While there is no CURE, regular and intensive speech therapy using the principles of motor learning that is accessed early in the child’s life/diagnosis is known to best treat CAS. This means consistent attendance to therapy where the Speech-Language Pathologist (SLP) has experience in treating CAS. This might mean the SLP has training or professional development in one of the specific approaches (e.g. DTTC, Kaufman, PROMPT, etc.) or has extensive experience in treating children with CAS. See: How do I find a SLP for treating CAS in Ontario.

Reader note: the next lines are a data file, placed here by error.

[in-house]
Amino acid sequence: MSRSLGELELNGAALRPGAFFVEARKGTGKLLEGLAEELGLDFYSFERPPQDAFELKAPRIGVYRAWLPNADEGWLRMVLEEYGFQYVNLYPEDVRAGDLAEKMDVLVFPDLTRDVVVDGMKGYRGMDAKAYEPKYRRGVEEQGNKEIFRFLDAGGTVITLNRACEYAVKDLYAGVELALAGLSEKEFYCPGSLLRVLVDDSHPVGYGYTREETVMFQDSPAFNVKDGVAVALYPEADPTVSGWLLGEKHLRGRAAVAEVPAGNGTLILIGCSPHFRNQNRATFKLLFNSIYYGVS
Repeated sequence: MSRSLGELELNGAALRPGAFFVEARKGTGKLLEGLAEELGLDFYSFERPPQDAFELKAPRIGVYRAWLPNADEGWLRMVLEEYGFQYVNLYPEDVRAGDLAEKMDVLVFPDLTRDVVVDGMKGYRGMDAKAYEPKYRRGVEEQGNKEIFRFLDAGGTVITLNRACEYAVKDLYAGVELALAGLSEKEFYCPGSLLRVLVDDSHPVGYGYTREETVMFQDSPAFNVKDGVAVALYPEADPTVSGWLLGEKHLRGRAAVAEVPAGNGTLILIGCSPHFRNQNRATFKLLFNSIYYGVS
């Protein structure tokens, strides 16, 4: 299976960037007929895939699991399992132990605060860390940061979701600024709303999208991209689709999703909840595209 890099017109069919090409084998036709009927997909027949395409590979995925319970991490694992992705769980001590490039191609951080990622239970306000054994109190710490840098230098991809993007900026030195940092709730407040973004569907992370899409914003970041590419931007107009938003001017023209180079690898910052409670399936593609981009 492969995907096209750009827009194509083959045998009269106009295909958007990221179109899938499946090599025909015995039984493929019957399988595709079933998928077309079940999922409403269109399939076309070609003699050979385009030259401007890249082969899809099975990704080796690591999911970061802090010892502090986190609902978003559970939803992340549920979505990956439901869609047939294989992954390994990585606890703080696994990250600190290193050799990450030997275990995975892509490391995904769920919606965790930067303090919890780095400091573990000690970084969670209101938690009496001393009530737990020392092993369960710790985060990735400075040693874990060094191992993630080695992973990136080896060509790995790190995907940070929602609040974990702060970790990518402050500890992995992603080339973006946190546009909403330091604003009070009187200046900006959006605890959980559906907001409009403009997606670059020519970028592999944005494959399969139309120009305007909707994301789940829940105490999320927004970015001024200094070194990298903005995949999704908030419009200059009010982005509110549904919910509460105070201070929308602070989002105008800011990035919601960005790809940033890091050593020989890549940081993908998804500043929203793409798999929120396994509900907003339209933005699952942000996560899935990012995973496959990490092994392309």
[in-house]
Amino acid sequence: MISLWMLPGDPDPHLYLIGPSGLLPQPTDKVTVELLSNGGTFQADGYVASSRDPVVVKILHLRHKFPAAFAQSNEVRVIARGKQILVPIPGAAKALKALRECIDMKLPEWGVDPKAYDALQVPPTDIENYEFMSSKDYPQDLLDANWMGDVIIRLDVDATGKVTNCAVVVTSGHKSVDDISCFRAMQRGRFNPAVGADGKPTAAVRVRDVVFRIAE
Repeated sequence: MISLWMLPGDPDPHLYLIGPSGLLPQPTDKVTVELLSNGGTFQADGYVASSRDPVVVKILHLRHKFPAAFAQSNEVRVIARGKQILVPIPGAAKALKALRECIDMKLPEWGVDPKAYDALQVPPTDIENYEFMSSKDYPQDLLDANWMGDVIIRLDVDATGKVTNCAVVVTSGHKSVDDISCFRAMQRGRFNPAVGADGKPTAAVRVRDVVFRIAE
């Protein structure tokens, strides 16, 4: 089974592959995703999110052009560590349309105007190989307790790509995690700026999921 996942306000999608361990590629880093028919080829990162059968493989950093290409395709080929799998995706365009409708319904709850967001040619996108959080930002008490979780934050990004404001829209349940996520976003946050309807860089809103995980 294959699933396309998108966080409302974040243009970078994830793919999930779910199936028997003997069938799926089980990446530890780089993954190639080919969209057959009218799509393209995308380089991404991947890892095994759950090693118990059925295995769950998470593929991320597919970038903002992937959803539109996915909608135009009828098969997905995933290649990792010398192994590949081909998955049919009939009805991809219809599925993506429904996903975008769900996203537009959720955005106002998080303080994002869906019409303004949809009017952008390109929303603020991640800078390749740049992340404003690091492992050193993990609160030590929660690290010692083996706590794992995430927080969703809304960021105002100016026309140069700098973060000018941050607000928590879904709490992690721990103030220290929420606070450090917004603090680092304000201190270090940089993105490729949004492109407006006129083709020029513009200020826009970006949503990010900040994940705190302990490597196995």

Children with CAS often move into ‘residual CAS’ or ‘resolved CAS’ during their speech therapy journey. This may take months or years; connect regularly with your SLP about your child’s prognosis as it likely changes as therapy progresses. Many children’s symptoms change into characteristics of a phonological disorder, language disorder, articulation disorder, auditory processing disorder and/or stuttering, and their primary symptoms of CAS become “residual”. Many children, with the right therapy, become “resolved” of their symptoms of CAS in so much that people unfamiliar with them wouldn’t ever know there was a diagnosis of CAS unless specific stressors to the speech system were at play (e.g. fatigue, narcotics, emotional stress, etc.) CASANA has some excellent resources about what the journey through CAS can look like. Our favourites are: What Will the Future Hold & How Will My Child Do Over Time? Will My Child Speak Normally?. There are also many video examples available of residual and/or resolved CAS cases; please contact OPPEN CAS for more information.